Retail Energy Suppliers Call for Regulators to Investigate Electricity Competition's Benefits for Wisconsin Consumers

September 17, 2012

Wisconsin

HARRISBURG, PA — The nation’s leading organization representing competitive energy suppliers is calling for the Wisconsin Public Service Commission to open a formal proceeding to consider the demonstrated benefits competition in electricity can provide the state’s consumers and economy.

“We urge the Commission to take the steps necessary to move toward a competitive electric market that will best ensure choices, new jobs and innovation for Wisconsin,” the Retail Energy Supply Association said in comments filed with the Commission. “Effectively competing is how virtually all industries operate, and this should be no different in the provision of electricity.”

RESA’s comments are in response to the Commission’s stated concerns about escalating electricity costs in Wisconsin, and that rising electricity costs threaten Wisconsin’s economic competitiveness.

“Many ratepayers have expressed their anger and frustration publicly and directly to the Commission about utilities raising rates during a time when they are using less in order to reduce their energy costs,” the Commission said in its most recent Biennial Strategic Energy Assessment. The Commission should “investigate ways to mitigate energy rate increases to ensure Wisconsin remains competitive in a global marketplace,” the energy assessment stated.

In its comments, RESA noted that Wisconsin over a decade ago had considered restructuring its industry to promote electricity competition, but state policymakers opted to retain traditional monopoly price regulation for utilities. But the experience of neighboring states that undertook competitive reforms demonstrate that Wisconsin should reconsider monopoly regulation.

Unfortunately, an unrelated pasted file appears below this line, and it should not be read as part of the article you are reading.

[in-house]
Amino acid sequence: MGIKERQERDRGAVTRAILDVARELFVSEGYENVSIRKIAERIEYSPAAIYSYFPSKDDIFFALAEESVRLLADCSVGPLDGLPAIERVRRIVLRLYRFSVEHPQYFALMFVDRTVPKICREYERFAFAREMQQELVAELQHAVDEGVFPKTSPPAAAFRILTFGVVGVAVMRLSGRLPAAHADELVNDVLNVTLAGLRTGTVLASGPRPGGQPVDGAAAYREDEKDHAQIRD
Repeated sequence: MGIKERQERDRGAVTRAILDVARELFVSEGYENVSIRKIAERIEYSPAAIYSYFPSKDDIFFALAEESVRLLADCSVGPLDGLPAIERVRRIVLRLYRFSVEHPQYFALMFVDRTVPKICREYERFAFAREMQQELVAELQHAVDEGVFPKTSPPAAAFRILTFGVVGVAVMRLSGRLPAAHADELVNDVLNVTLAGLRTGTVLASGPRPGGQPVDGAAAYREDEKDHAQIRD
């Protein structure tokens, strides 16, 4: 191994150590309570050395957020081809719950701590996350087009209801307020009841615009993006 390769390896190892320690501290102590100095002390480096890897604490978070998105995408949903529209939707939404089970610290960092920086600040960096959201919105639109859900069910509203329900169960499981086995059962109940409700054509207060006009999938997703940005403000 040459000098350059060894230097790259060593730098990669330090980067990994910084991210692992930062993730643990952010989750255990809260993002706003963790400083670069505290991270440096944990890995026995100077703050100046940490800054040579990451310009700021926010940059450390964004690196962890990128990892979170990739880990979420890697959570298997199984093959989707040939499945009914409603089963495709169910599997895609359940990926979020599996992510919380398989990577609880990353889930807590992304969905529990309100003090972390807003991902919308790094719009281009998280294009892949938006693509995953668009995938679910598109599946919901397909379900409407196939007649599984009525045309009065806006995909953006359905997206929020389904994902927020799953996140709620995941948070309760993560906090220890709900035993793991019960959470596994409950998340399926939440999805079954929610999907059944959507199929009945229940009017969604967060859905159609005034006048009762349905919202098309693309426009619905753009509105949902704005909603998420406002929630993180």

“Competitive markets provide customers with the means of actively controlling their energy costs through access to innovative products and services not available under the traditional monopoly-protected price-regulated model,” RESA said in its comments urging the Commission “to carefully consider and engage in further examination of whether electric industry restructuring and the introduction of competition can help the State of Wisconsin meet its future energy needs.”

In undertaking the investigation, RESA recommended the Commission delve into a variety of issues and solicit comments and recommendations from interested parties, with the goal of making recommendations to policymakers on whether electric industry restructuring and the introduction of competition should be considered as a means for meeting the future energy needs of Wisconsin electric consumers.

“The economic viability of Wisconsin businesses should continue to be a top priority as well as ensuring the people of the state are afforded the benefits only retail electric choice can provide,” RESA said. “As such, access to non-discriminatory competitively priced electricity is another key measure the state can undertake to ensure that not only the creation and preservation of jobs improves, but also the retention of key businesses that exist today within the state are maintained.”